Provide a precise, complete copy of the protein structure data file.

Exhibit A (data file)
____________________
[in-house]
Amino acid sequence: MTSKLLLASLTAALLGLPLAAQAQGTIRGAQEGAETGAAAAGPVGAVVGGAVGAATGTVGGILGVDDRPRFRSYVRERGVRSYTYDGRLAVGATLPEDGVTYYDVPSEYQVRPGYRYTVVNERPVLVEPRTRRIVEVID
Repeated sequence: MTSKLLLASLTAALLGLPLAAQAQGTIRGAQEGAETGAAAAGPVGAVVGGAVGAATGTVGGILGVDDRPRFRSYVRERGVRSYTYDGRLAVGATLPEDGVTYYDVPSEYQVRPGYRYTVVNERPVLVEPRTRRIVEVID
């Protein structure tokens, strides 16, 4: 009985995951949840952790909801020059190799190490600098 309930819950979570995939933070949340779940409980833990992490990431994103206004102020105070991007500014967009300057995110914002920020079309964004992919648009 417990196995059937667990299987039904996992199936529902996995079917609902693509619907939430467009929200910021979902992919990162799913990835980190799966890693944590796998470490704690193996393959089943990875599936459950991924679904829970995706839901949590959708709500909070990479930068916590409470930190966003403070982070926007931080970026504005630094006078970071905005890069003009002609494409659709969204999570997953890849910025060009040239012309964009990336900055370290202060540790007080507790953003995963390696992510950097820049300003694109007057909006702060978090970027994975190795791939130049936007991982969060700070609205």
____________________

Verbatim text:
[in-house]
Amino acid sequence: MTSKLLLASLTAALLGLPLAAQAQGTIRGAQEGAETGAAAAGPVGAVVGGAVGAATGTVGGILGVDDRPRFRSYVRERGVRSYTYDGRLAVGATLPEDGVTYYDVPSEYQVRPGYRYTVVNERPVLVEPRTRRIVEVID
Repeated sequence: MTSKLLLASLTAALLGLPLAAQAQGTIRGAQEGAETGAAAAGPVGAVVGGAVGAATGTVGGILGVDDRPRFRSYVRERGVRSYTYDGRLAVGATLPEDGVTYYDVPSEYQVRPGYRYTVVNERPVLVEPRTRRIVEVID
């Protein structure tokens, strides 16, 4: 009985995951949840952790909801020059190799190490600098 309930819950979570995939933070949340779940409980833990992490990431994103206004102020105070991007500014967009300057995110914002920020079309964004992919648009 417990196995059937667990299987039904996992199936529902996995079917609902693509619907939430467009929200910021979902992919990162799913990835980190799966890693944590796998470490704690193996393959089943990875599936459950991924679904829970995706839901949590959708709500909070990479930068916590409470930190966003403070982070926007931080970026504005630094006078970071905005890069003009002609494409659709969204999570997953890849910025060009040239012309964009990336900055370290202060540790007080507790953003995963390696992510950097820049300003694109007057909006702060978090970027994975190795791939130049936007991982969060700070609205």